Cognitive Development

 

In order to have good cognitive development like memory, we need to be able to process what we see and hear well. In order to process well, we must have good auditory and visual development. In order to have good sensory development, we must have good neurodevelopment. Each part of the pyramid relies on the development of the other levels below it. By the end of Growing Brains, you will see improvements in memory, attention, and processing speed. The students will have higher achievement in academic subjects such as reading, writing, math, and telling time. And best of all, you the teacher will find it easier to teach them, with less frustration from the students and you.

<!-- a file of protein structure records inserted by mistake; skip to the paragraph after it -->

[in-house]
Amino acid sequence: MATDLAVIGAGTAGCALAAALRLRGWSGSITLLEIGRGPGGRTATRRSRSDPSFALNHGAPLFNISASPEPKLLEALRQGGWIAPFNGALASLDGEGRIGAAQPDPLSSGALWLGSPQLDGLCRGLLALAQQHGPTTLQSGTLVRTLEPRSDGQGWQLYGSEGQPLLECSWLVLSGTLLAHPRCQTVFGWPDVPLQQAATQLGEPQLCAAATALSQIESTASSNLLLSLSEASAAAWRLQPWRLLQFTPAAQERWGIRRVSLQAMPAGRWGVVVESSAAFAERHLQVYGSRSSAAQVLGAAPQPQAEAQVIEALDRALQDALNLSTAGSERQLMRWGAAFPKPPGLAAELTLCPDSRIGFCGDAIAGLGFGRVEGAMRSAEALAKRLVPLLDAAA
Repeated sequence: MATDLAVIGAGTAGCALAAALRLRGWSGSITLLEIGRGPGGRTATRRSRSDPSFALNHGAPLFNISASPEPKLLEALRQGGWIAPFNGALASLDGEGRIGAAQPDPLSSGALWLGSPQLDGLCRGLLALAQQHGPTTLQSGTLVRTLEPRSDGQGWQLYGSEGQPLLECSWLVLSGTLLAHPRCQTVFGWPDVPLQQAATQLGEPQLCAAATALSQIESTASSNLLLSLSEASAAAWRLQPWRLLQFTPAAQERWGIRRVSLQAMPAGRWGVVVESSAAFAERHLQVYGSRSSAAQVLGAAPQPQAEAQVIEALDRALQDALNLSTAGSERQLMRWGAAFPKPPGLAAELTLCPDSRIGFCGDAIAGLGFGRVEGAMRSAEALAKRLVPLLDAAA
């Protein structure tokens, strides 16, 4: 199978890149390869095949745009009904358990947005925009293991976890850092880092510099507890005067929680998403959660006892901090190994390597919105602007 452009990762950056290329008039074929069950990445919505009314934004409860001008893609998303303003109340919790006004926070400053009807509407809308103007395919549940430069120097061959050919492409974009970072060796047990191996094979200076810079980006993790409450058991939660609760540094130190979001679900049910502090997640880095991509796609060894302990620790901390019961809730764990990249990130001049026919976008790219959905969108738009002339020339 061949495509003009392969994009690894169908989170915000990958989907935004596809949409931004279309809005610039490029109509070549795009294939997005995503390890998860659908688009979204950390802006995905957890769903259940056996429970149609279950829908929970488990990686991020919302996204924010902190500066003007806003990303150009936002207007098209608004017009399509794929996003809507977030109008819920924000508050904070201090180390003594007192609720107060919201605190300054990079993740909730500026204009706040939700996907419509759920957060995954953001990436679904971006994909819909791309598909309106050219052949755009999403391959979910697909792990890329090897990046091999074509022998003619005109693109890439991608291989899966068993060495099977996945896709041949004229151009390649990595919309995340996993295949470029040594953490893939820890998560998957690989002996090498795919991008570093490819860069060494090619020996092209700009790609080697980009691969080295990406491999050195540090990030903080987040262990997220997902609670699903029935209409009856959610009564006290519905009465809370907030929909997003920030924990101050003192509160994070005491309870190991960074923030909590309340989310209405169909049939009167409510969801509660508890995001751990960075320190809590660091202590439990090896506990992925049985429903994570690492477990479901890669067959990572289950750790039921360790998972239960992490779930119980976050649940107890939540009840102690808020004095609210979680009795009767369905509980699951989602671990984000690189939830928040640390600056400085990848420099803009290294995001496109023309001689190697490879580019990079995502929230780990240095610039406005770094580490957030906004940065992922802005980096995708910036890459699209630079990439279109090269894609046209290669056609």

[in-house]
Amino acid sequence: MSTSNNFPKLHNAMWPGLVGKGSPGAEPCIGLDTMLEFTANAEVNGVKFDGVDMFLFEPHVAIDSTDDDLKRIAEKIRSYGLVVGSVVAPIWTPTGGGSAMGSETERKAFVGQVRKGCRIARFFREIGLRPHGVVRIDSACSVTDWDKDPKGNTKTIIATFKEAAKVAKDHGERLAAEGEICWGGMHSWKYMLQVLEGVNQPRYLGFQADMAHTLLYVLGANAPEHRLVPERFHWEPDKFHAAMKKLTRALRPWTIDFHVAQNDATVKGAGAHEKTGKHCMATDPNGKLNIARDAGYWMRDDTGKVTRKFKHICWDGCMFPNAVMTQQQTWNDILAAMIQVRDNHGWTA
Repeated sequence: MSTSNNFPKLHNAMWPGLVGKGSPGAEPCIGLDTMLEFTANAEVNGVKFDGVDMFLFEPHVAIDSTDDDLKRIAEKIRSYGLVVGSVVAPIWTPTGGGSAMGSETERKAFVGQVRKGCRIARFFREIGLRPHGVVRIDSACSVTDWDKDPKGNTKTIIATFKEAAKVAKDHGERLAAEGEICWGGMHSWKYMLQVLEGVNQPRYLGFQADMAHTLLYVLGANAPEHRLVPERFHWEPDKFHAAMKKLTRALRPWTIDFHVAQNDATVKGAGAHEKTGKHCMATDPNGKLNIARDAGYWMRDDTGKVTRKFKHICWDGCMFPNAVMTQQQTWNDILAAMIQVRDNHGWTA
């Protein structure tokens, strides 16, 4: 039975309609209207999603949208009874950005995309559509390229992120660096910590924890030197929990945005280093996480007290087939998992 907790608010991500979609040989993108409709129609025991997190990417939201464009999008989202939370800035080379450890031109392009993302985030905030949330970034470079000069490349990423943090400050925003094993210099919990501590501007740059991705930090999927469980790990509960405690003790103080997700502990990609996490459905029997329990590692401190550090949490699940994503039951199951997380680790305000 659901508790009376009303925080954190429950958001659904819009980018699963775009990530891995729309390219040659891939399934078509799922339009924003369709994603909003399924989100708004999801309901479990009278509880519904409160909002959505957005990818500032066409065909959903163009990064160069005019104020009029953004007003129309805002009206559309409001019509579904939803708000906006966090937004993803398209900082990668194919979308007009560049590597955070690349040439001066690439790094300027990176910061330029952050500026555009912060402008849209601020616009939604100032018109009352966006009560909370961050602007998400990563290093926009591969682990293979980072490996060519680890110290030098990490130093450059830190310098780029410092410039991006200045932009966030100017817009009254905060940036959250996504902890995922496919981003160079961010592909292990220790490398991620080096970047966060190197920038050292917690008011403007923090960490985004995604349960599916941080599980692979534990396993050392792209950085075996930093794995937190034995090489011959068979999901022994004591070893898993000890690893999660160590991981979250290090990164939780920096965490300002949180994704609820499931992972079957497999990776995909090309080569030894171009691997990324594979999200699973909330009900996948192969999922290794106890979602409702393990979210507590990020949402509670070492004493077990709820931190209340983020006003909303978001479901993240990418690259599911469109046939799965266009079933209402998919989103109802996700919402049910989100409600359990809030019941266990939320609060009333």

Guidelines:

 

  1. Do all exercises listed for every day. It should take about 10 minutes. If an exercise takes more than the allotted time and you cannot allow more time for it, stop. Do what you can. This is not supposed to take up regular instruction time.
  2. The best time to do the Growing Brains Curriculum is the first thing in the morning. It starts your day off with some targeted movement, and everyone will get into a routine that this is done first. It is always harder to find time later in the day once you are into your instructional periods.
  3. Do the exercises at least 5 days a week. If you miss a day, add two to the end; if you miss a week, repeat the previous week before continuing.
  4. All necessary instructions are included here, but if you desire videos for clarification, consider purchasing Maintaining Brains Everyday DVD from www.pyramidofpotential.com.